The following are solutions I have used personally or with clients to get more training hours or more quality training in.

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a) NO TIME

– you may have to ride trainer more. Try rollers and mixing strength into rides to mix it up.
– get your kids/significant others walking, hiking, tobogganing, skating orJOYRIDING … just move.
– schedule short lunch workouts ( have you asked?)
– get up earlier and go to bed earlier ( reduce TV/Sitting!)
– Arrange ‘child care swap’ with another athlete friend.

bensmith2009Keski
b) NO GEAR

– Think outside the box – pole running, hikes, combo classes etc.
– Borrow from a friend
– look at gear from other sports – re-purpose warm clothes/gloves
– Start building your gear collection, late winter is great time to get tights, fenders, skiis, snowshoes etc.

 amanda-peter-winter-ride-2012
c) TIRED OF TRAINER

– Try a class like my Strength for cyclists OR ‘Pedal Performance’ At Active Life
– Ride outside for some or all of your workout (try joyride 150!)
– Worth repeating = do combo of outside AND INSIDE WO

bike life joyride sept 2014 (6)
d) POOR WEATHER

– Commit to ride with a friend, decide on a minimum time and tough it out together.
– Get out door, just start and see
– Do intervals inside / then crosstrain or ride ‘winter bike’/mtb outside

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e) TOO COLD

– Wear more clothes (overdress & get good at taking layers off. Gloves and hats and vests are easy to put on and off for changing weather/wind.
– wear clothes from other sports – doesn’t have to be cycling specific
– MTB on road/gravel/paths = keeps you warmer, safer and is goal bike for many!

f) LOCATION

– Some clients are in the city but not at ski slopes. Use your mtb and ride city paths, roads as possible. Find hills and practice hill climbing.
– do point to point to visit relatives for weekend = makes you finish ride AND access different terrain/weather.

What are your challenges this spring? How have you overcome?

Talk soon
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Are You Ready For Winter?

The time has come, almost irregardless of where you live in the world the weather is changing and some modification to your habits, expectations and preparations must occur. This transitional time of year–say September to December– is always a tough time of year as athletes come of the highs of final races and memories of sunny days and dry roads.  To help you in this transitional time here are a few ideas that will help us get into off-season mode.

1) Habits and Preparations

Get your clean ‘road’ bike setup for the trainer. A good trainer tire helps make the trainer feel much nicer and every year the trainer/roller technology is advancing to have a better, more road-like feel (less muscular). The more we can be prepared the day before workouts, and ideally in the weeks before resuming training after some time off, the better we will transition. Athletes should spend time easing into cross-training before the weather gets really bad (e.g. 20min run a couple mornings a week in late August/September). Being ready to cross-train gives us options to add to our indoor training, which ideally we will also set up so that we can easily get on bike and not use setup as an excuse. Similarly, having your gear for riding and cross-training setup in a clean and organized fashion makes starting each  training session much easier. Similarly, signing up for classes, such as these ones at Active Life, can help commit you to completing training. For many athletes a head-lamp and warm, ‘rain/cold proof’ coat can help make early-morning and evening workouts easier by allowing runs to be mixed in with trainer workouts or as standalone workouts. Strength Training, such as these 5 cyclo-cross movements, can be a great way to mix up your winter training too!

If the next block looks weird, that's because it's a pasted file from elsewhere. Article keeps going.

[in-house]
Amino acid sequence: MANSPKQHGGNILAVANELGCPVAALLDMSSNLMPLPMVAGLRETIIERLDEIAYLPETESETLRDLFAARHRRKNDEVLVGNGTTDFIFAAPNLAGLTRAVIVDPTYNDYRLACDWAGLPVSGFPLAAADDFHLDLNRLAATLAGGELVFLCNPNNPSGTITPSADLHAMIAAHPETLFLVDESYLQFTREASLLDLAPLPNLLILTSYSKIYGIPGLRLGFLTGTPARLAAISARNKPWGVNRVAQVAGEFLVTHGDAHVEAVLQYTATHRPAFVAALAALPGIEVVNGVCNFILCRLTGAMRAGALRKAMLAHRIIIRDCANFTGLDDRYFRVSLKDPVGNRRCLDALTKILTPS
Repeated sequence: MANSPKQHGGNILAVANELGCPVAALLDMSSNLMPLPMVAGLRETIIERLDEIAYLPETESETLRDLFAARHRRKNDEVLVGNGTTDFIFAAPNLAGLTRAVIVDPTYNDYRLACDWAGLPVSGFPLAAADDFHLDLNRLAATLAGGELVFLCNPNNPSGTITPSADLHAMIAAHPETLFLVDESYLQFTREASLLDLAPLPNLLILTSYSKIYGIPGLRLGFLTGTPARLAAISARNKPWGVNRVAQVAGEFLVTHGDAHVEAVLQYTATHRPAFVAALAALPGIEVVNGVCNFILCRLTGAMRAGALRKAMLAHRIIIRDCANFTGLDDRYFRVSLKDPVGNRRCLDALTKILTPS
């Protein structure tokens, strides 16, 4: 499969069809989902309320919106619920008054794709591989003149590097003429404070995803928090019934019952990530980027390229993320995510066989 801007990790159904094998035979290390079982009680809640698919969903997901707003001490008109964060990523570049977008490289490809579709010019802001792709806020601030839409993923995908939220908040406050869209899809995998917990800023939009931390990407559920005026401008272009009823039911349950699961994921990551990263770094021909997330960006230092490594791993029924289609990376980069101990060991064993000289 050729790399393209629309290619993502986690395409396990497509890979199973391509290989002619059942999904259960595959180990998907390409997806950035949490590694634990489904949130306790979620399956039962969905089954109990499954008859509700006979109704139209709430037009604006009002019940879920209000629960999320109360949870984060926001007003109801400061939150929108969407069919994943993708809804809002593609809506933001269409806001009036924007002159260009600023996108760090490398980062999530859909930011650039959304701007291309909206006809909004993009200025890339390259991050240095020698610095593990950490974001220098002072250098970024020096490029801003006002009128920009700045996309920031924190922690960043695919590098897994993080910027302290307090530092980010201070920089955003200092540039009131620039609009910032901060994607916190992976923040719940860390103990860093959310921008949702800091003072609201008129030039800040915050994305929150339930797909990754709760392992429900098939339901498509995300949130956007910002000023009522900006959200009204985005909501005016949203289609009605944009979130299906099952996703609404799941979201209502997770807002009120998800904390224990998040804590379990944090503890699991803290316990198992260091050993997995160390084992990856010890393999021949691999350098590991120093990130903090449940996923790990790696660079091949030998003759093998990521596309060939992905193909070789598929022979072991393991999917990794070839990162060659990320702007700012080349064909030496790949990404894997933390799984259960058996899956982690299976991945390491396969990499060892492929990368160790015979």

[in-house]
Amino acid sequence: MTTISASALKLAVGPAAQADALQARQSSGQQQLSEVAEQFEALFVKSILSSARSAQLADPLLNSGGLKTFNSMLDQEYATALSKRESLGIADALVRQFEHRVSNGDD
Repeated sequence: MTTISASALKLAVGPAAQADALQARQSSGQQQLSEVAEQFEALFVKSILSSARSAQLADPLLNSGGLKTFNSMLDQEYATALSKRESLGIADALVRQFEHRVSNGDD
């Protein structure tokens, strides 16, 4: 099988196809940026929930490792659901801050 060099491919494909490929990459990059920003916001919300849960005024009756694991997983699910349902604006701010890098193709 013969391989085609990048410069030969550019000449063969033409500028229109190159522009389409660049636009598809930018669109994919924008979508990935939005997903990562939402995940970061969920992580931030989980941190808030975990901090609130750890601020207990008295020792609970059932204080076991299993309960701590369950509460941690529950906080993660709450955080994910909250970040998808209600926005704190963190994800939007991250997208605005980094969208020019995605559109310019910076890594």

Setup an Amazing training environment that you can just put your leg over and spin – Every little bit helps

2) Expectations

It won’t be warm and riding outside won’t be the same as summer. Indoor riding and cross-training are a big part of off-season so we must embrace it and find things to enjoy about these activities. Many athletes embrace the time of year to watch TV series seasons, listen to new albums and/or watch movies. I have always enjoyed the chance to explore the forest without concern for trails while snowshoeing and back-country skiing. For riding outside we must not expect that our intervals will be doable, that we will be comfortable or that we will be able to have all our usual data. It can be helpful to think about outdoor winter riding as more of a cross-training activity, like skiing, so that we avoid comparing rides and data to summer rides. One of my favorite things last winter was to put on trail runners and ride my ‘beater’ MTB around town with flat pedals. I could work pretty hard but also got to work on drifting corners, bunny-hopping on flat pedals and developing pedal stroke on snowy trails. Often I will combine many activities, with very quick pre-setup transitions, to make a long workout. Something like 30min trainer/90min back-country ski/60min trainer to get 3 hour endurance day in.

Be Prepared for bike cleaning – local car washes can be a big help for condo-dwellers! 

3) Focus

XC skiing can be a huge boost to a cyclist’s training regimen